Unicycling the Death Road

You might have heard of this particular route that’s touted as the World’s Most Dangerous Road(tm). Also known as the Yungas Road, the road is thus named for the 200–300 travellers who die yearly travelling along it as well as the steep drop into nothingness.

You’d start off from about 4650m above sea level and end at 1200m. That’s almost 3.5km of altitude change over the 65km route. Well, around 65km — I’ll explain.

I didn’t go to Bolivia intending to ride the route. In fact, I didn’t even know if it’s possible since I was riding a 24″ unicycle which I’d estimate myself to go at about 10kph max, offroad. That all changed the moment I got into my La Paz hostel.

The most visible tour option advertised was an MTB experience through the World’s Most Dangerous Road(tm). All over the tourist agencies were plastered with itineraries about the same. I inquired at 3 of the main agencies offering the tour and was told the following

  • If I had my own equipment, I might as well go on my own
  • It’s VERY touristy
  • It’s quite safe — the route is well-covered by a LOT of tour groups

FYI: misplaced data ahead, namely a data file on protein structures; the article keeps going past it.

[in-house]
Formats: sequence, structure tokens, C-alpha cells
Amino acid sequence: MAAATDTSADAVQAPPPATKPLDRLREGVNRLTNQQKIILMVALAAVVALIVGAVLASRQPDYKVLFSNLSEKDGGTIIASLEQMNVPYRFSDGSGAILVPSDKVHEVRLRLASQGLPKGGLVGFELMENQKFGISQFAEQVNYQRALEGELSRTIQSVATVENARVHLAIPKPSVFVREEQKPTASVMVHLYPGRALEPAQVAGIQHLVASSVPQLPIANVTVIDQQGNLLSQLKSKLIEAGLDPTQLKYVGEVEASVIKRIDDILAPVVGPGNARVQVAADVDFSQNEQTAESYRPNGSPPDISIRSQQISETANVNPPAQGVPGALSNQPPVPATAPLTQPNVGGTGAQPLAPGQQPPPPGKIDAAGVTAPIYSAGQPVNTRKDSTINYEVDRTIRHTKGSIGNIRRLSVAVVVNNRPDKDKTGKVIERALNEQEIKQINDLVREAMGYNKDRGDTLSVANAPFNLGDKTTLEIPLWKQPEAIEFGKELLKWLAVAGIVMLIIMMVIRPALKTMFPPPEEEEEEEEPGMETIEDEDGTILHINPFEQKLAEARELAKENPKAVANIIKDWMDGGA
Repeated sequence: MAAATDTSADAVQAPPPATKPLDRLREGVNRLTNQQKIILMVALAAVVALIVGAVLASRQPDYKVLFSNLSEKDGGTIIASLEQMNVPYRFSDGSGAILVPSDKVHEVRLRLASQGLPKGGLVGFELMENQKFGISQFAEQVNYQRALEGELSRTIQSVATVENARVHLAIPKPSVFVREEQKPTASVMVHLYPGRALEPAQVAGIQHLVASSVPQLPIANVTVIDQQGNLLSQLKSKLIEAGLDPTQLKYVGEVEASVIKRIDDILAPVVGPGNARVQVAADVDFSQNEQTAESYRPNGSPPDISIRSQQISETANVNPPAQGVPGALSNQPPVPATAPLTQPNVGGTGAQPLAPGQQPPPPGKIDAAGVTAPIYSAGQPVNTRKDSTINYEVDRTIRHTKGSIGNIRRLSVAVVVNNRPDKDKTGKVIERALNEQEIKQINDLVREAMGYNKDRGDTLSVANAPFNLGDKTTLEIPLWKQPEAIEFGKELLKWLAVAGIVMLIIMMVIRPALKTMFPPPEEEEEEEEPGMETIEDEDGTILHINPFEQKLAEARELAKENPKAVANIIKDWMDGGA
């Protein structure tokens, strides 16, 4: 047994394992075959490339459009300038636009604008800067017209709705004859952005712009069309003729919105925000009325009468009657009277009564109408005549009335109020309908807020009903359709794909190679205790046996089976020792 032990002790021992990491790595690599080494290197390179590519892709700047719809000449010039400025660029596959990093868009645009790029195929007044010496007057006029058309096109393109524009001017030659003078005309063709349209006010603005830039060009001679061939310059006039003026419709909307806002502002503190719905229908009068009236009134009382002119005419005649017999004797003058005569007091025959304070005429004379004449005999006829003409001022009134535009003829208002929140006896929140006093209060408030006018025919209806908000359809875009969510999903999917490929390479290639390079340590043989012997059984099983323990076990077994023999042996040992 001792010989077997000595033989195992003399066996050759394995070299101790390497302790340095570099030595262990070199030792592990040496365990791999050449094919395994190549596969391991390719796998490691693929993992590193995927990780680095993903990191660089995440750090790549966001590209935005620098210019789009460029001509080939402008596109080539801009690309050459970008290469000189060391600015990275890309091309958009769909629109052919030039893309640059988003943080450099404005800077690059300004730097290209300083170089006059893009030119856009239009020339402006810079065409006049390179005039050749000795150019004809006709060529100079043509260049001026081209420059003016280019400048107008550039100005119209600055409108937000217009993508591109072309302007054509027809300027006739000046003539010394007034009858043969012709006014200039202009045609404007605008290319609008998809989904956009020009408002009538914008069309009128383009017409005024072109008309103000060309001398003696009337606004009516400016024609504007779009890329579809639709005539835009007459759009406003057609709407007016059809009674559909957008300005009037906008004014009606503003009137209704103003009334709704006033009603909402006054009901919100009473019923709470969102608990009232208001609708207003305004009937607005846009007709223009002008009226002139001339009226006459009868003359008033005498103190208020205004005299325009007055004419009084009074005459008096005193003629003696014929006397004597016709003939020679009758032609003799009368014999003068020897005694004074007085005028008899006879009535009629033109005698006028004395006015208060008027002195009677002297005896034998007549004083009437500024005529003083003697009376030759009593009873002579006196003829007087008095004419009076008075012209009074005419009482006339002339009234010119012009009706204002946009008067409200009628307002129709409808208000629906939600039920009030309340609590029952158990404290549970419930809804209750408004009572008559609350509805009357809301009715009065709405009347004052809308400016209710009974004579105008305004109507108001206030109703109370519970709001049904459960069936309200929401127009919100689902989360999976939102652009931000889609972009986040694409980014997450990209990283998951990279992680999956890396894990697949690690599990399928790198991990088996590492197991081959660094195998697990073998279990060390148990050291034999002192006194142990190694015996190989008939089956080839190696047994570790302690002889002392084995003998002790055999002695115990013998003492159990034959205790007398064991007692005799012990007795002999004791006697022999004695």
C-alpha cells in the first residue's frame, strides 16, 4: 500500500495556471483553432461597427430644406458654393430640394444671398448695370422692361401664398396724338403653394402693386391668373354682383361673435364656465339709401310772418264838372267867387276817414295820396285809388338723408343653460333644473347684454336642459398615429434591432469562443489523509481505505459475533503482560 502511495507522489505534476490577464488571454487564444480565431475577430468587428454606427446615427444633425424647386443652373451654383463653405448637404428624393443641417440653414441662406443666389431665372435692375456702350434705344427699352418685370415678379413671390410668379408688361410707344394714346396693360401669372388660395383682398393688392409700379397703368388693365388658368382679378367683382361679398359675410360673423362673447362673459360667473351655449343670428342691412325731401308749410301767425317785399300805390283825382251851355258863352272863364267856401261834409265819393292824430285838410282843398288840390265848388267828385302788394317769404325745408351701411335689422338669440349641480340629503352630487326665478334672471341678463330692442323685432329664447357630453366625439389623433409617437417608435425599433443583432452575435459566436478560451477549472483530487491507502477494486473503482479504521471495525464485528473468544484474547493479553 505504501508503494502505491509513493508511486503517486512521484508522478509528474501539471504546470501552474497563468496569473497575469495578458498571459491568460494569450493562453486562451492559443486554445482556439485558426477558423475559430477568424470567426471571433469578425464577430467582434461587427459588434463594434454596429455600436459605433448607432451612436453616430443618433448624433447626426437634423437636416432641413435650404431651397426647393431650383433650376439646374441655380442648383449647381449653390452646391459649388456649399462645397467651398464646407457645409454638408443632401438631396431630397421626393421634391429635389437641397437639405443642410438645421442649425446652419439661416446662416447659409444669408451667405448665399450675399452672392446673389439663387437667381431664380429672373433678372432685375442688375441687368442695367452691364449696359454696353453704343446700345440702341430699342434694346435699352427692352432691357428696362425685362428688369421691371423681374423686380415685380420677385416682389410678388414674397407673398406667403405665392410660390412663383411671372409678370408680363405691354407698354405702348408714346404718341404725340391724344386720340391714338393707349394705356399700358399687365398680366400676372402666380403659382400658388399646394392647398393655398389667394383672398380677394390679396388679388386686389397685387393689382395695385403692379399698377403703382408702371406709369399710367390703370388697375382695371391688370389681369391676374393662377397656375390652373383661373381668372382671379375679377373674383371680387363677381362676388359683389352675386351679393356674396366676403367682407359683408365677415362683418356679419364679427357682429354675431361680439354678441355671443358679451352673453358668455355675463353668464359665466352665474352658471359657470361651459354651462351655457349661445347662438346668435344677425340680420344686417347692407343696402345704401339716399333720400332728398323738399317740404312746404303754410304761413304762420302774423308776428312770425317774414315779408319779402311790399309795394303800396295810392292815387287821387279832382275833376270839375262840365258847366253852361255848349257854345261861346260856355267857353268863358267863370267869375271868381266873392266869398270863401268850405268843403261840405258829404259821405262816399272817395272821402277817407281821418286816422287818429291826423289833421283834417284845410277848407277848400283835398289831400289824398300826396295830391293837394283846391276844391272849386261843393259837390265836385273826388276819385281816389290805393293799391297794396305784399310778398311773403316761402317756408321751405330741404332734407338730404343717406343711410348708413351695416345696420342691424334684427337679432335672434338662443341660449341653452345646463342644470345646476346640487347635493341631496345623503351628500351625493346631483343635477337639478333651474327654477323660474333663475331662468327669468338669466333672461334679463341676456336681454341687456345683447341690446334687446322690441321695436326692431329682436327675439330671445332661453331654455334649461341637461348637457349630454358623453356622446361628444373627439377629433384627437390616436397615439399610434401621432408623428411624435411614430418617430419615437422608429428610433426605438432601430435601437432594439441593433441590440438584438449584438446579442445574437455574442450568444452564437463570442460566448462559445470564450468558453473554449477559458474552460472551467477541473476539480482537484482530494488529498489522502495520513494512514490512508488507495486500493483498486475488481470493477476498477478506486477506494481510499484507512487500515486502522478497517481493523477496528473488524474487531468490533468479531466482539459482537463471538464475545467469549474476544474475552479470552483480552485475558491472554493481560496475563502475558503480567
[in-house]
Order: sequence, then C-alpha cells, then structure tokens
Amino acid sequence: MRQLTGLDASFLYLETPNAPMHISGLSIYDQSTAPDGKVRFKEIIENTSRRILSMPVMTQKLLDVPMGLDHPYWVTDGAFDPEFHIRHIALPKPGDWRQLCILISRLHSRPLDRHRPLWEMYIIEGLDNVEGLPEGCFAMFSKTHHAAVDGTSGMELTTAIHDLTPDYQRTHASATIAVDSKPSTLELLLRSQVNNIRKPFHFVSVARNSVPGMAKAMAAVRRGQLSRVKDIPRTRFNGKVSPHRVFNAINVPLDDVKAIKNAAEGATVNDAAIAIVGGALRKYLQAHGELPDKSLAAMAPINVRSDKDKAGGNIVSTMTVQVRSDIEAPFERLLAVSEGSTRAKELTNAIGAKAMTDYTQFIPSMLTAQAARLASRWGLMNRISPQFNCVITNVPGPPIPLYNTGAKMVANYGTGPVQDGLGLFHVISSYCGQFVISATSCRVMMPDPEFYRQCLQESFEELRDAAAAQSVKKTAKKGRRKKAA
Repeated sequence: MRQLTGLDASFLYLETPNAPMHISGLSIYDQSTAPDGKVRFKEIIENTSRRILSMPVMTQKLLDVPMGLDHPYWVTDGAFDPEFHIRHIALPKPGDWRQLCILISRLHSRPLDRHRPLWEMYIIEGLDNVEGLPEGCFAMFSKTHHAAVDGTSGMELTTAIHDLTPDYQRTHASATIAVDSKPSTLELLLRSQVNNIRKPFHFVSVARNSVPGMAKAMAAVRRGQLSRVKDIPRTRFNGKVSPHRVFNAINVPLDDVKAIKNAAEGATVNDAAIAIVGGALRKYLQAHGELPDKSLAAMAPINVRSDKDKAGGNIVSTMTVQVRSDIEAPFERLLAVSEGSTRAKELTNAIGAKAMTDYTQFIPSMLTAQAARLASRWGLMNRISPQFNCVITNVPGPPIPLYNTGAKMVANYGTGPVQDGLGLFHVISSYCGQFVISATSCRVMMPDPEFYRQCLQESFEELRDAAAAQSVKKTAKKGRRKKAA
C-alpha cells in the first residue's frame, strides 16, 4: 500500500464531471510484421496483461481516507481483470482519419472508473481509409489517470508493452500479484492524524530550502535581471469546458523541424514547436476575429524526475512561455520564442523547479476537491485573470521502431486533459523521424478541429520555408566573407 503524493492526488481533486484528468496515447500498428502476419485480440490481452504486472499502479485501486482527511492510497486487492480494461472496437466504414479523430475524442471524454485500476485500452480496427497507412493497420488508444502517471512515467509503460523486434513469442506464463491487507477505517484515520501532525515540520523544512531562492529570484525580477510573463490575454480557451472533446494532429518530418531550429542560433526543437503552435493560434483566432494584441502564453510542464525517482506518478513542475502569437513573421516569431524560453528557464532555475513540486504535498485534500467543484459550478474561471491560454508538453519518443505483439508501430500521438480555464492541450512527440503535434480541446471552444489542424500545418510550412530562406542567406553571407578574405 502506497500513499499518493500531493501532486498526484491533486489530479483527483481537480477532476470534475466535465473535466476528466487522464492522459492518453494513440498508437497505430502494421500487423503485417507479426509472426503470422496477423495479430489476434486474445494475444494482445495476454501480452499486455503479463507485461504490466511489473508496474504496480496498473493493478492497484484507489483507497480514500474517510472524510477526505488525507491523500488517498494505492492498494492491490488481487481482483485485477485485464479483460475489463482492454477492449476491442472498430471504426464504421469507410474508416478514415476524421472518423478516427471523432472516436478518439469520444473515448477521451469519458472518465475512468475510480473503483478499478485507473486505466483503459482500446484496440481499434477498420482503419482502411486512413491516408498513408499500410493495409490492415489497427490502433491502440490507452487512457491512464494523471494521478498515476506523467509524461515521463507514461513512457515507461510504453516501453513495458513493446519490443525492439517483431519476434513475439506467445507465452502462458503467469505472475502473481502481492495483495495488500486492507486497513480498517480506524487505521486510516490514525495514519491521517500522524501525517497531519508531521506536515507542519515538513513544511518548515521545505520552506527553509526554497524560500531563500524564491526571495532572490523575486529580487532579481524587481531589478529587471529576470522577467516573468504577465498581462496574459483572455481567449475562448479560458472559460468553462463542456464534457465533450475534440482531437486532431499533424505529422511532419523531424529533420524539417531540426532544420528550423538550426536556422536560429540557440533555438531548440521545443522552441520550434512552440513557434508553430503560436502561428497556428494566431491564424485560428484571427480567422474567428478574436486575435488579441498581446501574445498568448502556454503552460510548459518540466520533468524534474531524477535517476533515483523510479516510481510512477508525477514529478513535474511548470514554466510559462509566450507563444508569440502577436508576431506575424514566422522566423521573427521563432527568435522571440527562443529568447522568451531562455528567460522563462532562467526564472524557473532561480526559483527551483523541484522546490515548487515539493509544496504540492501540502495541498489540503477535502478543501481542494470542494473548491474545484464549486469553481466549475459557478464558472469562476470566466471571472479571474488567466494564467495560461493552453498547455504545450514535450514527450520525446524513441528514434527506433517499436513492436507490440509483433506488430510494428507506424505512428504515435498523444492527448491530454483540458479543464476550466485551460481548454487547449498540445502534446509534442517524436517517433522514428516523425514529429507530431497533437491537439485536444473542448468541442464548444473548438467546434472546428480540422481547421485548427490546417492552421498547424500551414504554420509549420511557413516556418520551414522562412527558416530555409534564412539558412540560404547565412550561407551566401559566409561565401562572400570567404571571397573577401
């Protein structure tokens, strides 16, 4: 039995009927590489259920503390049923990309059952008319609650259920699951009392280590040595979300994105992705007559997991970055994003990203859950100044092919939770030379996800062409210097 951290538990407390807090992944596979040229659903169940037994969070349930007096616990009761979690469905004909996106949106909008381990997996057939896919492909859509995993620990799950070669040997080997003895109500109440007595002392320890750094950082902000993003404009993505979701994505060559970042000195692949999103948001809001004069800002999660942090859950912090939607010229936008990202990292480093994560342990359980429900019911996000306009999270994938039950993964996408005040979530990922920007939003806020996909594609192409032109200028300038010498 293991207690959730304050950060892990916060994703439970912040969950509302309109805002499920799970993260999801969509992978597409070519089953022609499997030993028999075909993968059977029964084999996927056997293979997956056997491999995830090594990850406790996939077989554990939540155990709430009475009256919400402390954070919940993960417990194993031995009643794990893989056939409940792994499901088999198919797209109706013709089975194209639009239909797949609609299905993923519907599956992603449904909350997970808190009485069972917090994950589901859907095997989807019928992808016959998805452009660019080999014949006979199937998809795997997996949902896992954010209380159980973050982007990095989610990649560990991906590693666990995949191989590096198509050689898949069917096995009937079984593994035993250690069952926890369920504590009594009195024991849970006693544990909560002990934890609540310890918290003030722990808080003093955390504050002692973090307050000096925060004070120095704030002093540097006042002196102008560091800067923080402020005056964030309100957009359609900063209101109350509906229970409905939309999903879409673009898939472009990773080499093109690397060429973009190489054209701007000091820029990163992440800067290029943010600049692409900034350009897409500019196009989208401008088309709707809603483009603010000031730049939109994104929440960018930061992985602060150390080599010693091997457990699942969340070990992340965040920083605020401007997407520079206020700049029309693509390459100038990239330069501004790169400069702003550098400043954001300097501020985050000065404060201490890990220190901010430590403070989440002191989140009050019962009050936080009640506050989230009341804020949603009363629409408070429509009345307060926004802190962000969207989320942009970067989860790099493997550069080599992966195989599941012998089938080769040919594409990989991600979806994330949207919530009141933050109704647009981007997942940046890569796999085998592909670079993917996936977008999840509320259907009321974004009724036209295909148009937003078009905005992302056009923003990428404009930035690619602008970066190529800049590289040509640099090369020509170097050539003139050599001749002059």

While the tour agencies offered tours that cost roughly US$80–150, going on my own would cost something like US$6 for the return ride. Most tour agencies will offer a bike with front and/or back suspension from a reputable brand, a standard/full-face helmet, rain jackets, full body armor or knee/elbow guards, food/water and the promise of a support vehicle that can ferry all the crap you want to bring with you on the ride.

I had with me shin/knee guards, a unicycle, a backpack with a day’s food, a rain jacket, a warm jacket, a change of clothes and about 2 liters of water. With a 10kph speed and a 70–80km ride total (including the roads to/from the Death Road), I expected a 10h ride including breaks and knew I couldn’t make the last public transport in the late afternoon. My plan was to stay the night in Coroico which is really an interesting town with lots of diversions on its own, well worth the visit even if you’re not riding the route.

On your own, you’d take a mini-van from La Paz to the tourist checkpoint near La Cumbre, make your way to the start of the Death Road (that’s about 7km?) and then ride towards Coroico.


Start of the Journey

I started my day late, mostly because the journey to Villa Fatima, where the bus terminal was, took longer than I thought. The mini-van fits about 10 people and doesn’t leave until it is full so I had to wait over an hour before it would leave. That brought me to well past noon when I began my ride. Read the rest of this entry »